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Our charity has quite an unusual structure. The running of the Charity on a practical everyday basis is undertaken by the Executive Committee, under the chairmanship of Flick Seton.

In addition the charity has a group of Trustees. Their job is to hold on to the assets of the charity and in a broader sense maintain an overview that all is going to plan, in accordance with our aims and objectives and the relevant rules and regulations of the charity.

As the work of the charity is done by the Executive Committee with volunteers and supporters, the trustees need only meet twice a year, but are kept informed in the meantime of matters of significance. There are five trustees. Stephanie Donaldson, Vanessa Berridge and Penny Knapman bring a wealth of experience from the gardening world, whilst John Mankelow contributes his financial expertise.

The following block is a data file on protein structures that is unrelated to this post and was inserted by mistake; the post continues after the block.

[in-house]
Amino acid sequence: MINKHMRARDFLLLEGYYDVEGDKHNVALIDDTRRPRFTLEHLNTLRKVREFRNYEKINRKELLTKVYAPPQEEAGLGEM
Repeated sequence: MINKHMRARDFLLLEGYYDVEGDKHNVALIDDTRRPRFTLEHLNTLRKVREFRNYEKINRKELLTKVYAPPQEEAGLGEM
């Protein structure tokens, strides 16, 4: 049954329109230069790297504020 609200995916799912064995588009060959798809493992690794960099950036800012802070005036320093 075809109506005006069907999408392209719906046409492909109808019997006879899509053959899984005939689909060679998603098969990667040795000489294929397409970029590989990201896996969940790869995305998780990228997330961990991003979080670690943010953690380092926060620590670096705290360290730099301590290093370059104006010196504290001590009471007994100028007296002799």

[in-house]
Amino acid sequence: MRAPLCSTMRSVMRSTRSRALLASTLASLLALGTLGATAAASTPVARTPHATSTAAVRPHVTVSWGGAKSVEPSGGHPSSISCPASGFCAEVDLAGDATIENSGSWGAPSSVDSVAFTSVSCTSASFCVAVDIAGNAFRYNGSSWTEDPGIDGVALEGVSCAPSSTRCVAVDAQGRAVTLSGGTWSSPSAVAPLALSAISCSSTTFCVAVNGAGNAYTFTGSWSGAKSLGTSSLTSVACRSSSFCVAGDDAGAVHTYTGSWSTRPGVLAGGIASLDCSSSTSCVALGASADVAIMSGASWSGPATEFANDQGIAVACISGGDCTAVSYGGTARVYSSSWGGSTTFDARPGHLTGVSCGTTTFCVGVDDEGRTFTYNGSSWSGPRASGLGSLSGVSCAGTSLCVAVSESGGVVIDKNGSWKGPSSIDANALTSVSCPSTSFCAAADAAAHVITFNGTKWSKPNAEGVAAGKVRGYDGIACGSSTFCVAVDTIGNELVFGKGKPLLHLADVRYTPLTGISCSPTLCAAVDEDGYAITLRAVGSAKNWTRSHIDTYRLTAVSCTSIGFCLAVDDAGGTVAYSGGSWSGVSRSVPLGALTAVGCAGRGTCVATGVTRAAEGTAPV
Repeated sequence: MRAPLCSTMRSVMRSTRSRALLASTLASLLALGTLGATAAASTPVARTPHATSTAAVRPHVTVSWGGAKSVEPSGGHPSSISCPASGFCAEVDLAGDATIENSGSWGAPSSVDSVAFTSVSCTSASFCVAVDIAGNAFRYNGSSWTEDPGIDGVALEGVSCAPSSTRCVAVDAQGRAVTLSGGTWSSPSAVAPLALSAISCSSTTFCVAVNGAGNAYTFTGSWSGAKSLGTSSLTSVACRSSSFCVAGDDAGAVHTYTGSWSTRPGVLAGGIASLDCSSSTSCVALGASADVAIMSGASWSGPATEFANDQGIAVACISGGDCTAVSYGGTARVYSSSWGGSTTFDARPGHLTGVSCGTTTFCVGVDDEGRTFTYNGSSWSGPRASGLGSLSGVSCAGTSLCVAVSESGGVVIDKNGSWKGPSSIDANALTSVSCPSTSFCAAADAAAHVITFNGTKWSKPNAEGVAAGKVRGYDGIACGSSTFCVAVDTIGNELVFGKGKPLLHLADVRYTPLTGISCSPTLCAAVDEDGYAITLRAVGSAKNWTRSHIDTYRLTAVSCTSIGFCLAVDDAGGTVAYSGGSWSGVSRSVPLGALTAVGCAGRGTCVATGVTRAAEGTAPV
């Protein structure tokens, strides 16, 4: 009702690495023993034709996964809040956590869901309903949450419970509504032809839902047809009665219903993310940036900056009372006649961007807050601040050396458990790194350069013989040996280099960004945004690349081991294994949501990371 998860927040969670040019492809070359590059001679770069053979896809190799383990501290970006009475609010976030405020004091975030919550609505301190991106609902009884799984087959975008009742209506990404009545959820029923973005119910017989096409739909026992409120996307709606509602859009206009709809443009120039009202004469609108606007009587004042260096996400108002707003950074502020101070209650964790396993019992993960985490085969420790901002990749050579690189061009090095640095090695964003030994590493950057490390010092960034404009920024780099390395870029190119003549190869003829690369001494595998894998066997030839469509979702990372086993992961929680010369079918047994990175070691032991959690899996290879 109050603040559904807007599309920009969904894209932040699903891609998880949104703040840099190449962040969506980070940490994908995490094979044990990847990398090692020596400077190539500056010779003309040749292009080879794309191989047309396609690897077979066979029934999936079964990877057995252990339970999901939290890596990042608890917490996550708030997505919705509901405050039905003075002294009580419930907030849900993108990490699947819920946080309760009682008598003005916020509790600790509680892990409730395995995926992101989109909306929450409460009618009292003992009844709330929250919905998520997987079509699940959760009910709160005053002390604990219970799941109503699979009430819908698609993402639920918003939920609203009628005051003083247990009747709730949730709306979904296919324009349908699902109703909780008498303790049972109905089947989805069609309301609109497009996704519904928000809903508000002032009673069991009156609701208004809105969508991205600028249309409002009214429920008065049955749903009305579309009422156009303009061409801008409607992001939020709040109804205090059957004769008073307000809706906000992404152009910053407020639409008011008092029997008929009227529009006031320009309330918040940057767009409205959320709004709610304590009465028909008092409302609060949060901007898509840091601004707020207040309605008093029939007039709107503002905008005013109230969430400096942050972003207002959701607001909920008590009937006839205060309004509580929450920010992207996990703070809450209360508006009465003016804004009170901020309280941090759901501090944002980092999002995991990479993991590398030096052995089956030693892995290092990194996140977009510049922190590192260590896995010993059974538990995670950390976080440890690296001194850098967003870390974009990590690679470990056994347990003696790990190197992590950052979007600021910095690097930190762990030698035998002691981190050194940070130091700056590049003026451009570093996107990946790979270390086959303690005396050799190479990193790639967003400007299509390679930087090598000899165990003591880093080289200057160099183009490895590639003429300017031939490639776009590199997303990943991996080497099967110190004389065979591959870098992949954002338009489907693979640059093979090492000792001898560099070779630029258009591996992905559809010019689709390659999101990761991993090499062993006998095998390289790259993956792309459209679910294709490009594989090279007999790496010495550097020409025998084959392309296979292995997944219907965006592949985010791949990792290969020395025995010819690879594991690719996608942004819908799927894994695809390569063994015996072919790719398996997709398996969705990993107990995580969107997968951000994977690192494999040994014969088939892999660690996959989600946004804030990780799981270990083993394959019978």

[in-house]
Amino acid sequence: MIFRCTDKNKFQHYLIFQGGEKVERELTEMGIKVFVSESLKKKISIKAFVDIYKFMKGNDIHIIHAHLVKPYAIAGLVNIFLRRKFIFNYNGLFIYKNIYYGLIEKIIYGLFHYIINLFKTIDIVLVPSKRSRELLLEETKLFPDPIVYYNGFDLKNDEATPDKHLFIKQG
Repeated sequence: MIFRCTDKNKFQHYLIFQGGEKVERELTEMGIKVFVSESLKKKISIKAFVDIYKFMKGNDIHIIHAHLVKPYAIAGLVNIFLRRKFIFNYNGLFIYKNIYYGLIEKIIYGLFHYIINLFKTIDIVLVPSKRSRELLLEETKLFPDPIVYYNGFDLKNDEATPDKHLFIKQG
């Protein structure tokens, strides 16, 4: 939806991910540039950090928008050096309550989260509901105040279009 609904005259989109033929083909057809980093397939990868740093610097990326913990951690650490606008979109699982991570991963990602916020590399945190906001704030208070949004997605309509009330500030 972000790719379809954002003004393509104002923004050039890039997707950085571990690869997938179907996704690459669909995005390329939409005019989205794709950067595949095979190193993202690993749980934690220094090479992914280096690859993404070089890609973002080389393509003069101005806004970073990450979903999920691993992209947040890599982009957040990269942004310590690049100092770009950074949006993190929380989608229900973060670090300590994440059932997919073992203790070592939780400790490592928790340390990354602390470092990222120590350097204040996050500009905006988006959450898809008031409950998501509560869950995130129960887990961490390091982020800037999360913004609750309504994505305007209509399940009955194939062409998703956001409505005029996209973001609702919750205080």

In 2017 Sarah Joiner stood down as Chairman after 9 years valued service in the role. Richard Capewell has taken over and worked for nearly 20 years as Chief Executive of Perennial, formerly Gardeners’ Royal Benevolent Society, a charity which provides a range of assistance to working and retired horticulturists in need, primarily though casework advice and financial assistance.

Richard says ‘Gardening for the Disabled Trust has a long history, and a future when it will be needed more than ever. My hope is that I and the Trustees will continue to support all the hard work done by everybody to make our aspirations a reality. It is a great privilege to be able to do my bit for such a worthwhile cause.’


Legacies are a vital source of income for many good causes and charities in the UK and Gardening for Disabled Trust is no exception. The truth is that without the benefit of gifts left in wills many charities would struggle to survive. Leaving a charitable legacy can also produce tax benefits. If you leave a gift to charity in your will, it will not count towards the taxable value of your estate and may eliminate or reduce any Inheritance Tax payable. This is because the value of any legacy you leave to charity is deducted from your estate before the tax bill is calculated. If you are thinking of doing this it is necessary to speak to a solicitor.